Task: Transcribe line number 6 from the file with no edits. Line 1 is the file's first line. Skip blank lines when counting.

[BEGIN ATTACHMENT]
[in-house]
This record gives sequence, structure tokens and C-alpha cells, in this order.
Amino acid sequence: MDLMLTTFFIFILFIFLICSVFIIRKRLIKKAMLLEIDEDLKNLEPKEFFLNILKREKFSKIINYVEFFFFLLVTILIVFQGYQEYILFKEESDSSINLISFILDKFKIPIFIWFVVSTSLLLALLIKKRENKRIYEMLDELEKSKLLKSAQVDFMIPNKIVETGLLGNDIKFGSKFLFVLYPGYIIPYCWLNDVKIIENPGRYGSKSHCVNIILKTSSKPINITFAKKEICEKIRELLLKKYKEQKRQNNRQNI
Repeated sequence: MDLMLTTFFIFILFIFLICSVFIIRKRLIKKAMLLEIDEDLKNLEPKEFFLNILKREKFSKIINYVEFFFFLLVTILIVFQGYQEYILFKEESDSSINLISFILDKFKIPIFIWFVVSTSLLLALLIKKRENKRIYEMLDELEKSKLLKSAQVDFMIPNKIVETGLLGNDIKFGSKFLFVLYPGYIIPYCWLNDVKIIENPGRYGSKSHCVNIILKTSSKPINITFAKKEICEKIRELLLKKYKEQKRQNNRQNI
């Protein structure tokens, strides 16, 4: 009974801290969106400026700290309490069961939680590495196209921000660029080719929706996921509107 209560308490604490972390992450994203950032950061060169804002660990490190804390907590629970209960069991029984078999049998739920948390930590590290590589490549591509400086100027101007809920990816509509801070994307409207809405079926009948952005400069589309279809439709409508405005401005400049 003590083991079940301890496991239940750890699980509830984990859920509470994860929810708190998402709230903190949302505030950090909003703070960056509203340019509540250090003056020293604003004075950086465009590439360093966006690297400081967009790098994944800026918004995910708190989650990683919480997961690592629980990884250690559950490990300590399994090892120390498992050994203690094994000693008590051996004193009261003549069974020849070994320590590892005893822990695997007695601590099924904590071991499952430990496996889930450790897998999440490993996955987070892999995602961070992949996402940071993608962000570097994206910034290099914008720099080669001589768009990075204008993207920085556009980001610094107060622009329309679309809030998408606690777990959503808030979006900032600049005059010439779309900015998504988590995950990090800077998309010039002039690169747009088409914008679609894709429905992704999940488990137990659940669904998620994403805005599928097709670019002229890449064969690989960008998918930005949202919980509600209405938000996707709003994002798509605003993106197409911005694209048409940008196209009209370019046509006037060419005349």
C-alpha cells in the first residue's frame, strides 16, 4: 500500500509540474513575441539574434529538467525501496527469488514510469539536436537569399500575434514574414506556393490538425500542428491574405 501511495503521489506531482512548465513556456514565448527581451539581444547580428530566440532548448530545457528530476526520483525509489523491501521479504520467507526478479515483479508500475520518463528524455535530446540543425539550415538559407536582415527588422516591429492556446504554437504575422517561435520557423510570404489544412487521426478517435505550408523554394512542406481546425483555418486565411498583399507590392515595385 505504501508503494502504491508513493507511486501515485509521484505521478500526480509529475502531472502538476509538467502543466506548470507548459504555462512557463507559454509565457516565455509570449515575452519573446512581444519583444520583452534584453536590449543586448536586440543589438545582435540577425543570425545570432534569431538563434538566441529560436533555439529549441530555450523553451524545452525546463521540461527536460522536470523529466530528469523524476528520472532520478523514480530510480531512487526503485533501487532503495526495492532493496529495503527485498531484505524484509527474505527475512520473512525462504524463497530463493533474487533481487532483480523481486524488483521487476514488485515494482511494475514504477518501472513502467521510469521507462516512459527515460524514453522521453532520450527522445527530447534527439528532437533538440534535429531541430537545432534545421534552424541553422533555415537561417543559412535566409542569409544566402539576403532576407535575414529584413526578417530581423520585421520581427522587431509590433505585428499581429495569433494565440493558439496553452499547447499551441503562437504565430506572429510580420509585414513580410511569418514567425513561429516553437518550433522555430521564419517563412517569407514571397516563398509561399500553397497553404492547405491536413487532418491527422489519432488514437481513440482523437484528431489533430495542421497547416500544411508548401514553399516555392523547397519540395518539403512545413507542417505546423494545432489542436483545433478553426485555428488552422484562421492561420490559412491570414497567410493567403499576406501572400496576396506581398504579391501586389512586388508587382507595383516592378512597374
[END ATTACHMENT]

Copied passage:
C-alpha cells in the first residue's frame, strides 16, 4: 500500500509540474513575441539574434529538467525501496527469488514510469539536436537569399500575434514574414506556393490538425500542428491574405 501511495503521489506531482512548465513556456514565448527581451539581444547580428530566440532548448530545457528530476526520483525509489523491501521479504520467507526478479515483479508500475520518463528524455535530446540543425539550415538559407536582415527588422516591429492556446504554437504575422517561435520557423510570404489544412487521426478517435505550408523554394512542406481546425483555418486565411498583399507590392515595385 505504501508503494502504491508513493507511486501515485509521484505521478500526480509529475502531472502538476509538467502543466506548470507548459504555462512557463507559454509565457516565455509570449515575452519573446512581444519583444520583452534584453536590449543586448536586440543589438545582435540577425543570425545570432534569431538563434538566441529560436533555439529549441530555450523553451524545452525546463521540461527536460522536470523529466530528469523524476528520472532520478523514480530510480531512487526503485533501487532503495526495492532493496529495503527485498531484505524484509527474505527475512520473512525462504524463497530463493533474487533481487532483480523481486524488483521487476514488485515494482511494475514504477518501472513502467521510469521507462516512459527515460524514453522521453532520450527522445527530447534527439528532437533538440534535429531541430537545432534545421534552424541553422533555415537561417543559412535566409542569409544566402539576403532576407535575414529584413526578417530581423520585421520581427522587431509590433505585428499581429495569433494565440493558439496553452499547447499551441503562437504565430506572429510580420509585414513580410511569418514567425513561429516553437518550433522555430521564419517563412517569407514571397516563398509561399500553397497553404492547405491536413487532418491527422489519432488514437481513440482523437484528431489533430495542421497547416500544411508548401514553399516555392523547397519540395518539403512545413507542417505546423494545432489542436483545433478553426485555428488552422484562421492561420490559412491570414497567410493567403499576406501572400496576396506581398504579391501586389512586388508587382507595383516592378512597374